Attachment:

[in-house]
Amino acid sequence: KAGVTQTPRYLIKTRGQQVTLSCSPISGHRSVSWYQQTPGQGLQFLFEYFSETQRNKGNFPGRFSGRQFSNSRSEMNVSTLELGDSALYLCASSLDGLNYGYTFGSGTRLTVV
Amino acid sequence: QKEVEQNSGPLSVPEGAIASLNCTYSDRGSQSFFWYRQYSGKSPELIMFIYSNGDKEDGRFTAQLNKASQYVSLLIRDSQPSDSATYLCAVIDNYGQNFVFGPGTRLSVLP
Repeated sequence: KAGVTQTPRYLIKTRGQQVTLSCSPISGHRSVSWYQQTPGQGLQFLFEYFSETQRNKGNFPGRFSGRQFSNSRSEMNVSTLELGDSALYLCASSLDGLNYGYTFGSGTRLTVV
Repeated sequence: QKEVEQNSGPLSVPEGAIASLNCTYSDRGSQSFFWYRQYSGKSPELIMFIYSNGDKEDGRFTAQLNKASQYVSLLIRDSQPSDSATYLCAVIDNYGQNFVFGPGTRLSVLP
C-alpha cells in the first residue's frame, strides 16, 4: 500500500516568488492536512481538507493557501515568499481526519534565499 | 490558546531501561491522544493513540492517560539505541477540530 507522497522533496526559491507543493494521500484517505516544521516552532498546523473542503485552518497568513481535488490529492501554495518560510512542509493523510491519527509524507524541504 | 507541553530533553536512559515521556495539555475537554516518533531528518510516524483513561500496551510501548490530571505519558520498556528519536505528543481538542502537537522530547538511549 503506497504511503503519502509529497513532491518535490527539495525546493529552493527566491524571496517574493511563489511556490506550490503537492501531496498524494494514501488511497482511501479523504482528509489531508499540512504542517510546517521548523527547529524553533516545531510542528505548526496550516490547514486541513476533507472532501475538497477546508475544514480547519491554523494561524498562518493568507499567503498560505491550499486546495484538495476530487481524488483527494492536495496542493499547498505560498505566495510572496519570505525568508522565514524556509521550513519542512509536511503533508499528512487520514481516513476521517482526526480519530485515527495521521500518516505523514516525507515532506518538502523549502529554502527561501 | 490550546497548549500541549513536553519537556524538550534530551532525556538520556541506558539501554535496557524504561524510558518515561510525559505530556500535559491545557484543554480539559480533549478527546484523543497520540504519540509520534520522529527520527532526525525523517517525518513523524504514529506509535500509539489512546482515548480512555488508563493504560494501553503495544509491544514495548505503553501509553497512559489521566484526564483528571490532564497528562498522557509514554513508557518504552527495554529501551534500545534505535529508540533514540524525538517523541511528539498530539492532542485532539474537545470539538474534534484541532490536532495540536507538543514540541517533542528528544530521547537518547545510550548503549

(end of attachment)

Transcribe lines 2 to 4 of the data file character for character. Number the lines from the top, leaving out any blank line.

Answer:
Amino acid sequence: KAGVTQTPRYLIKTRGQQVTLSCSPISGHRSVSWYQQTPGQGLQFLFEYFSETQRNKGNFPGRFSGRQFSNSRSEMNVSTLELGDSALYLCASSLDGLNYGYTFGSGTRLTVV
Amino acid sequence: QKEVEQNSGPLSVPEGAIASLNCTYSDRGSQSFFWYRQYSGKSPELIMFIYSNGDKEDGRFTAQLNKASQYVSLLIRDSQPSDSATYLCAVIDNYGQNFVFGPGTRLSVLP
Repeated sequence: KAGVTQTPRYLIKTRGQQVTLSCSPISGHRSVSWYQQTPGQGLQFLFEYFSETQRNKGNFPGRFSGRQFSNSRSEMNVSTLELGDSALYLCASSLDGLNYGYTFGSGTRLTVV